If you’re interested in adopting more of an active learning approach in your courses, consider talking to a faculty developer at your institution’s Center for Teaching and Learning.
Armellini, A., & Rodriguez, B. C. P. (2021). Active blended learning: Definition, literature review, and a framework for implementation. Cases on Active Blended Learning in Higher Education, 1-22. Retrieved from https://www.igi-global.com/pdf.aspx?tid=275671&ptid=266359&ctid=4&oa=true&isxn=9781799878568
Bonwell, C. C., & Eison, J. A. (1991). Active learning: Creating excitement in the classroom. 1991 ASHE-ERIC higher education reports. ERIC Clearinghouse on Higher Education, The George Washington University, One Dupont Circle, Suite 630, Washington, DC 20036-1183. Retrieved from https://files.eric.ed.gov/fulltext/ED336049.pdf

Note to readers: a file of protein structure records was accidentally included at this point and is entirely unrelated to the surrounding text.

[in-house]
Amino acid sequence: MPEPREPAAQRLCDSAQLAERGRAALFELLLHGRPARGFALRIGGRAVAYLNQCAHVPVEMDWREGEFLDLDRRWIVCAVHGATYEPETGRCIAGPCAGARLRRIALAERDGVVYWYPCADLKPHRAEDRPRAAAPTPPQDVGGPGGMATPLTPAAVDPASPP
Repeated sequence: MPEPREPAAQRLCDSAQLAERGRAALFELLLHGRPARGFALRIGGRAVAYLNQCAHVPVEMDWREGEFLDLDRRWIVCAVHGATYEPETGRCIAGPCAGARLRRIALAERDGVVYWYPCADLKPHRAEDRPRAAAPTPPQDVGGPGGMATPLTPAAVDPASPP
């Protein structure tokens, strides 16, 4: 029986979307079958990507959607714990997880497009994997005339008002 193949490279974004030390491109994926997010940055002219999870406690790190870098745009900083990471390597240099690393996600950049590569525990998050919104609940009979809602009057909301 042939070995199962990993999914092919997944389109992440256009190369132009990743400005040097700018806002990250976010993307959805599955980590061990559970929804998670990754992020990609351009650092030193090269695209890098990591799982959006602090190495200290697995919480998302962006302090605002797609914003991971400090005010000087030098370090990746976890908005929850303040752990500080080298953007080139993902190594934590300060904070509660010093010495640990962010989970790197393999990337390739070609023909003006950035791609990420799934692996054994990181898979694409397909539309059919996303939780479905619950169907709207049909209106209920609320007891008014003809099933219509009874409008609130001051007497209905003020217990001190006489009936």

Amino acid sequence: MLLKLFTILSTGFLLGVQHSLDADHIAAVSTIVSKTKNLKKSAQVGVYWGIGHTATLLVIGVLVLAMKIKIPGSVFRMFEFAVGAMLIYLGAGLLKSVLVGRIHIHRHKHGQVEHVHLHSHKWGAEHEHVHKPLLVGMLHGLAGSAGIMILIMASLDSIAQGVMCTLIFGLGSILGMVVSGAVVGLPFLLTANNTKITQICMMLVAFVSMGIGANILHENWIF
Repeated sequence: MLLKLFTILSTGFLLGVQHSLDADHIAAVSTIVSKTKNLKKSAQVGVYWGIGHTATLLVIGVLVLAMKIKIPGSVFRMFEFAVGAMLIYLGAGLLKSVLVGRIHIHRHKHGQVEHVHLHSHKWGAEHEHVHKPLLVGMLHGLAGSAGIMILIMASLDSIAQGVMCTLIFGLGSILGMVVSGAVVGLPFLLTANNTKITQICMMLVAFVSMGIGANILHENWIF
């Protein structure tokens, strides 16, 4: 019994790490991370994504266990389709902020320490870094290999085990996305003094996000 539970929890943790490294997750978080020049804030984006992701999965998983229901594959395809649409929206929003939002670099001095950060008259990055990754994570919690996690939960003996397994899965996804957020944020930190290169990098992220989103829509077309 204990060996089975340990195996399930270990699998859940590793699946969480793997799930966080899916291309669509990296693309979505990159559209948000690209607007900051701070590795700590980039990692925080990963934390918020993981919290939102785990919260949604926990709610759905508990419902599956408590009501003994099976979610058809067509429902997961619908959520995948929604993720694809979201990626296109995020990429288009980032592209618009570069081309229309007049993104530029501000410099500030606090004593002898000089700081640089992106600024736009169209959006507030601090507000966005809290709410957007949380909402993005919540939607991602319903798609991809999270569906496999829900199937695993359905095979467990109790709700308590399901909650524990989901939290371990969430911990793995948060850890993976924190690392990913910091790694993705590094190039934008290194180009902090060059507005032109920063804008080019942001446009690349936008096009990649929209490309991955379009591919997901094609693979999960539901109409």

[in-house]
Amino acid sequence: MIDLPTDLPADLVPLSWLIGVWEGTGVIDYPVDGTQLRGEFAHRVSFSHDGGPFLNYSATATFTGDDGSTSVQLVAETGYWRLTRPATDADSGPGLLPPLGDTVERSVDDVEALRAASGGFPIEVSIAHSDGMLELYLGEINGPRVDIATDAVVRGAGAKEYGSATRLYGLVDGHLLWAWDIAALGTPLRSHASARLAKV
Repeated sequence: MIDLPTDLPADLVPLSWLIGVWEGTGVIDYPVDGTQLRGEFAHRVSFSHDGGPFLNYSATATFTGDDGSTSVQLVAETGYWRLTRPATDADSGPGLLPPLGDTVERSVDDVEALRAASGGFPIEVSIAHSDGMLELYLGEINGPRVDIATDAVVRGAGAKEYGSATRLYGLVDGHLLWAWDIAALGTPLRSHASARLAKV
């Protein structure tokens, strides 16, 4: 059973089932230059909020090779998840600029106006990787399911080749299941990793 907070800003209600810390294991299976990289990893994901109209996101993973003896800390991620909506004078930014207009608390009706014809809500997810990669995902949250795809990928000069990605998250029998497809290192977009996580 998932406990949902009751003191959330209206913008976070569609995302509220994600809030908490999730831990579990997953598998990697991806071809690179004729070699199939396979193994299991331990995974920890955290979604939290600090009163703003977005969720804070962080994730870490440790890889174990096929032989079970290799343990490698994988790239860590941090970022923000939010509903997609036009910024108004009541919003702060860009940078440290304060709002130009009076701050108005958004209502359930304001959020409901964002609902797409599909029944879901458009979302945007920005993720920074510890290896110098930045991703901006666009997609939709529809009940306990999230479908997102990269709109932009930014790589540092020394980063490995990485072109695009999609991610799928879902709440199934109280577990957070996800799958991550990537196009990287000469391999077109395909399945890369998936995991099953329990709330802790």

Freeman, S., Eddy, S. L., McDonough, M., Smith, M. K., Okoroafor, N., Jordt, H., & Wenderoth, M. P. (2014). Active learning increases student performance in science, engineering, and mathematics. Proceedings of the National Academy of Sciences, 111(23), 8410-8415. Retrieved from https://www.pnas.org/doi/full/10.1073/pnas.1319030111
Haak, D. C., HilleRisLambers, J., Pitre, E., & Freeman, S. (2011). Increased structure and active learning reduce the achievement gap in introductory biology. Science, 332(6034), 1213–1216. Retrieved from https://www.grandviewcetl.org/wp-content/uploads/2020/03/2P.2-Haak-et-al-2011_Active-learning-reduces-achievement-gap-in-intro-biology.pdf